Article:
ENID, Okla. —
Ladies and gentlemen, start your cameras.
For the first time, an independent film festival will open in Enid. This summer, local organizers have plans for the Films Like Yours, or FLY Film Festival.
While many details have not been announced, the festival will start Aug. 1 and continue through Aug. 3.
Main Street Enid Director Kelly Tompkins said it’s no accident the festival occurs simultaneously with First Friday.
“Bringing that many people in from out of town, we want to see downtown at its best, which is usually First Friday,” she said. “We want them to remember Enid as being a cool place to go for the weekend.”
Tompkins said about 90 percent of film festival attendees wind up being from out of town.
According to a website announced on Facebook Sunday night during the Academy Awards, festival organizers will accept submissions of feature-length or short films. There also are judging categories for films made in Oklahoma, best screenplay and best performances by man, woman and child.
There also will be a winner for best Vine. Vine is the video publishing platform for a smart phone that records and loops six seconds of material.
“We’re hoping more people in the community want to do a fun little Vine to submit,” Tompkins said.
Each category will have first-, second- and third-place winners.
The film festival is the brainchild of Enid’s Christopher Sneed, who is active in arts and video production.
“He’s been wanting to do this a long time, so he brought the idea to me to see if Main Street would like to be a part of it,” Tompkins said.
They then went to Retro Theater Events, and it turned into a partnership.
“Because our success feeds off each other, it seemed like the perfect partnership to come together and create this experience for downtown,” she said.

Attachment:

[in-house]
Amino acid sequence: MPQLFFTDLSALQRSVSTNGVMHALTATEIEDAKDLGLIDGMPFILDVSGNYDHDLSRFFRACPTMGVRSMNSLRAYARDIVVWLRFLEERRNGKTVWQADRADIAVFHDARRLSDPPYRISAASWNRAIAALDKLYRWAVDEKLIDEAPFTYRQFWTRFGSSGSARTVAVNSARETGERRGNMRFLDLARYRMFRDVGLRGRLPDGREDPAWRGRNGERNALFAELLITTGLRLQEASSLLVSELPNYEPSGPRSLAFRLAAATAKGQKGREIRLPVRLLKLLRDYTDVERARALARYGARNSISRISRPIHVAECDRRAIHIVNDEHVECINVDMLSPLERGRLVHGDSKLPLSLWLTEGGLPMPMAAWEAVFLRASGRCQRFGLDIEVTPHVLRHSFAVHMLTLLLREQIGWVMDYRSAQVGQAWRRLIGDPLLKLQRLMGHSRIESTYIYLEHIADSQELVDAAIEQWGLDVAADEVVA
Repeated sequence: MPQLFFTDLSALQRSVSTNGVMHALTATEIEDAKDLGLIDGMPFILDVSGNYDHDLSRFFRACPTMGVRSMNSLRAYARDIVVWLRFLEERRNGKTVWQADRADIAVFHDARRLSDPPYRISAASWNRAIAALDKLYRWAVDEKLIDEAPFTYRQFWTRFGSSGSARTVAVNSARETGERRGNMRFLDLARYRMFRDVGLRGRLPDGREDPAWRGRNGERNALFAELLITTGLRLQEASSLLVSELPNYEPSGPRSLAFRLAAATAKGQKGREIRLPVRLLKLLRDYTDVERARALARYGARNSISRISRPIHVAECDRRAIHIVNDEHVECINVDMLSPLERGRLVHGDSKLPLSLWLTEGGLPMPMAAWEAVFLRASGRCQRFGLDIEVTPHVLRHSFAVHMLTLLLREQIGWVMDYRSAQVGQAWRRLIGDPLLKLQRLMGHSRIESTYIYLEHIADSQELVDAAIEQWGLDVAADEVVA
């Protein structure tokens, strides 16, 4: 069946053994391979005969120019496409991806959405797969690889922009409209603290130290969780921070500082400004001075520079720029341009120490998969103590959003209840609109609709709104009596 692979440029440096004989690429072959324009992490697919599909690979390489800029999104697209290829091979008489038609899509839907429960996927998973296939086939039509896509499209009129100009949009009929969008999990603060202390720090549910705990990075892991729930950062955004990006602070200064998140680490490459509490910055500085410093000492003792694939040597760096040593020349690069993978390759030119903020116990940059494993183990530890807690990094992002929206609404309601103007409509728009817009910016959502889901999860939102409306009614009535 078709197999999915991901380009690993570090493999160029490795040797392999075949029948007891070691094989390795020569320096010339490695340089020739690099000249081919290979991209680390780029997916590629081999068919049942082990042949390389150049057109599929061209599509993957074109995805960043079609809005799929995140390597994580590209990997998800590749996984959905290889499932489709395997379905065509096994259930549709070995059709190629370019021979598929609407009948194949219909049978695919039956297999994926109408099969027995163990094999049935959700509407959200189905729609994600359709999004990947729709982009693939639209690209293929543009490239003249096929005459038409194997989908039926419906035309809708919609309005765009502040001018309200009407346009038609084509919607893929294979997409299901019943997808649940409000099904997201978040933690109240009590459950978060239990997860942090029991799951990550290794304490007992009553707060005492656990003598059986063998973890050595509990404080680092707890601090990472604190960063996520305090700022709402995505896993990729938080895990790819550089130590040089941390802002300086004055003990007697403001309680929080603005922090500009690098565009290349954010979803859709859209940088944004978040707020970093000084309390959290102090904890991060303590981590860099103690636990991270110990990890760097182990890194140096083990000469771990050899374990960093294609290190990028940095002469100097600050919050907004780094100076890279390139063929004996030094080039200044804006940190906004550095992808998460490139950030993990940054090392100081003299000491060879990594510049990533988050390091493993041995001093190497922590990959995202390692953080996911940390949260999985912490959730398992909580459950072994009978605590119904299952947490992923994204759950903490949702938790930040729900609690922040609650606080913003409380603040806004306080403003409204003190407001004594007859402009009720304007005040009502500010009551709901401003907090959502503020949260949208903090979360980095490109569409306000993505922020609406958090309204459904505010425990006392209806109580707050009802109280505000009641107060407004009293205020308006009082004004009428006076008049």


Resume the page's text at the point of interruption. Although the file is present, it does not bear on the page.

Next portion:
Sneed was unavailable for comment Monday, but issued a press release.
“The mission of the FLY (Films Like Yours) Film Festival is to support hard work in the field of motion pictures by acknowledging talent, creativity and future growth through awards, workshops and feedback,” he wrote.
Filmmakers from across Oklahoma and the country can submit their independent films to be showcased at events in downtown Enid.
“Judges panels for each category will be comprised of local, statewide and nationally recognized industry professionals from every area of filmmaking,” Sneed wrote.
The FLY Film Festival will be held at several venues for screenings and workshops throughout the weekend, with an awards ceremony Aug. 3. Details about locations, tickets, all-access passes and rules for submission will be announced soon. There is no cut-off date for when a film has to have been made, Tompkins said.
ENID, Okla. —
Ladies and gentlemen, start your cameras.
- Get the scoop!
3.2 quake shakes area near Enid
A magnitude 3.2 earthquake shook the Enid area Thursday evening.
Why a see-through mouse is a big deal for scientists
A group of Caltech researchers announced in Cell Thursday their success in making an entire organism transparent. Unfortunately, this isn't any kind of "Invisible Man" scenario: The organism in question is a mouse, and the mouse in question is quite dead.
Grandstands feel a little empty at NASCAR races
Two decades after NASCAR started running at Indianapolis Motor Speedway, the crowds have thinned considerably. It's probably no reflection on the sport's massive following, which stretches from coast to coast, but it surely doesn't NASCAR's image help when the cameras pan across all of those empty seats.